The new year is already not quite so new.
And because I see so much misunderstanding around this one point, I have decided to allow myself a rant.
Here it goes:
When the sh*t hits the fan, it doesn’t mean you’ve messed up. It means you are being given another chance to wake up. A present. A door knock. A reflection of your fundamental courage to grow.
We all want wealth, health and love. In fact, we are programmed to seek them in a divine desire to align with the vibration of delight and plenty. And when we feel lack, it is not a measure of failure, but rather a chance to choose again, to make new, to transform or rise above.
I grew up in the 1950s, an era where achievement was king. Report cards and IQ tests, militaristic ballet classes and spelling competitions were the order of the day.
Of course, I promised myself I would raise my children differently. As a young mother, I trained as a Suzuki violin teacher, loving the idea of making music a playful, joyful experience for my kids. As they advanced in our local Suzuki program I soon discovered that the impulse to compete and conform was as deeply embedded in this process as it had been in my own conservatory training, and many of the children who excelled with the method did so because they had a driven “stage” parent overseeing daily practice.
I have a vivid memory of attending a master class with a highly respected guest teacher, when one of the more headstrong children refused to participate in an exercise. This rarely happened, as the unspoken understanding was that the attending parent of such a child had either been lax in their attention, or somehow produced unsuitable offspring. Other parents would turn away their gaze and softly sigh.
In this case, the embarrassed and desperate mother attempted to covertly bribe the child with candy, hissing promises and threats alternately in his ear. While this was far from what the method teaches in its purest form, I couldn’t help but watch the scene with a sinking realization that some things never change.
When will we stop identifying worth with achievement and approbation, and projecting these confused values upon our children? When will we dare to grant ourselves permission to let our hearts lead us toward life’s inherent joys? Why does it always seem so important that we are good, better, best—and why are we so afraid to fail?
Consider our society’s obsession with sports—according to one report, sports fans and participants worldwide spent $620 billion in 2011. What is it that captivates us to make such a passionate investment?
Teams of toothless and angry men, sliding over frozen water to smack a small black disc into a net with a bent stick? Groups of very tall people wearing long socks and shiny shorts, dancing around one another in an attempt to shoot a bouncy ball into a hoop? Fast guys with a piece of inflated pigskin tucked under an arm, running to get past an opposing mob of beefy guys in tight pants and shoulder pads, to see who can get beyond a line painted on the grass?
And all with the goal of doing more, faster, better than the other guys.
And what about the temptation of extreme sports? The sheer delight of throwing yourself out of an airplane wearing a backpack with a silk sheet inside, or hurtling down a snowy mountain with bent sticks on your feet or perhaps trying to climb up that same mountain with only a few ropes and hooks to rely on.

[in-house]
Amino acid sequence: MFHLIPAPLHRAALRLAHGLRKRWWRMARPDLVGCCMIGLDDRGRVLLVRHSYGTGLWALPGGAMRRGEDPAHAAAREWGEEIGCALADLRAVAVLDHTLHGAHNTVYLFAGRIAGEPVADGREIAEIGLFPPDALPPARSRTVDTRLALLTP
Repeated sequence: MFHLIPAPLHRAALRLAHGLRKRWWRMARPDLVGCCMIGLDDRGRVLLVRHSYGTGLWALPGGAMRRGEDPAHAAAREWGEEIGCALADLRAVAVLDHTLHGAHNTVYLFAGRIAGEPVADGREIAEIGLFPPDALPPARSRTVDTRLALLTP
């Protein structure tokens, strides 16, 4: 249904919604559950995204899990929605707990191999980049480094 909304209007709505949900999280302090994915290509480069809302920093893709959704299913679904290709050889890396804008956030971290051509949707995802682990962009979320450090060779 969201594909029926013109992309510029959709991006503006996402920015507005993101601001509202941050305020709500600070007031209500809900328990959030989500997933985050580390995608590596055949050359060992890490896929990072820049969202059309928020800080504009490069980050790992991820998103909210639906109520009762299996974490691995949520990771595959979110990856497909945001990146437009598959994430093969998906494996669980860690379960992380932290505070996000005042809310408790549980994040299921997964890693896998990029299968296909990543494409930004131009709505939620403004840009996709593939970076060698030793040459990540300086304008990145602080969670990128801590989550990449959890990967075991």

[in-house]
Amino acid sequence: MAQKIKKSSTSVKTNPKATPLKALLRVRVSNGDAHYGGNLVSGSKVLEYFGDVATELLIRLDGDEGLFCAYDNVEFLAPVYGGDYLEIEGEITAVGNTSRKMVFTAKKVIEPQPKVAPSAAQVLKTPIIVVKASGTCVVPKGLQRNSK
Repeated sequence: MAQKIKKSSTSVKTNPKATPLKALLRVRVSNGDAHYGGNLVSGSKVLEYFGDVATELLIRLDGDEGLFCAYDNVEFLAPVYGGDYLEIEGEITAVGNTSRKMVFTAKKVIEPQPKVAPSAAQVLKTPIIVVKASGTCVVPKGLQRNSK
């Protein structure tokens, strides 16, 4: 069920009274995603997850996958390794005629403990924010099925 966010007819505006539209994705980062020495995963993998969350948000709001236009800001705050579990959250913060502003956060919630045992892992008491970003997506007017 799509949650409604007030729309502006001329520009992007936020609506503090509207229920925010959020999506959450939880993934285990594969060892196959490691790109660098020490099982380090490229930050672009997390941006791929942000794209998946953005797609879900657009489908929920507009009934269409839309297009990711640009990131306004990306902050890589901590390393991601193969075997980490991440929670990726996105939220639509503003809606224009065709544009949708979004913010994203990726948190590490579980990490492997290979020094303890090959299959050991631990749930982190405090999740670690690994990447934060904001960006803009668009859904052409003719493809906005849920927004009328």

We humans are inexplicably filled with the desire to reach for something more, to push ourselves beyond limitation. Sometimes that drive can create extraordinary feats and acts of great beauty. Sometimes it can emerge from an imbalanced hunger, a symptom of the lack of trust in our daily lives. And if you ask a climber why he wants to climb that mountain, he may say because it’s there, but more likely, because the experience itself is an inner battle with his own doubts. And this is the victory he seeks.
The mountaineer is nothing without the mountain. If he has nothing to climb, no profound challenge to push him into a new strength, he has lost his meaning—and meaning is what we are all about.
We may think we are here to claim constantly bigger and better things in our lives or to touch down on a line upon the grass, but in fact we have come to find the truth in the small moments, exactly the way things are right now—mess, confusion and heartbreak included. It may not always be pretty, but what counts is if it is real. And the more peaks we travel, we may discover that the most extraordinary souls are often those who sometimes take a serious downward slide.
If only more of us would dare face our inner fear and climb the mountain of our soul’s journey, we would soon learn that a setback in life is no cause for despair. It’s a way to get stronger, clearer, and the less energy we give to judging and blaming ourselves, the better.
Sometimes we ascend to truly daunting heights only to find out at the top that it wasn’t about the mountain, because there’s a whole world waiting. We just couldn’t see it until we got past the urge to climb.
What if we viewed the challenges of our lives differently? What if we stopped trying to fix ourselves or be something we are not? After all, we are seekers searching for acceptance, until the day we discover that we never lost it—that letting go may be the wildest ride, one we would never know without the days when the sh*t hits the fan. So the less complaining, blaming and judging, the better.
If you haven’t yet found the meaning in your struggle, don’t worry, it’s waiting for you. If you too are on a journey to restore the delight in your life, you are not alone. And who knows, there may come a day when we learn to live in harmony with the mountain instead of needing to conquer it. And our hearts will sing aloud, without threats or bribery.
One day, we may learn to trust in both the rise and the fall.
Editor: Nicole Cameron
Image: Drew Osumi/Flickr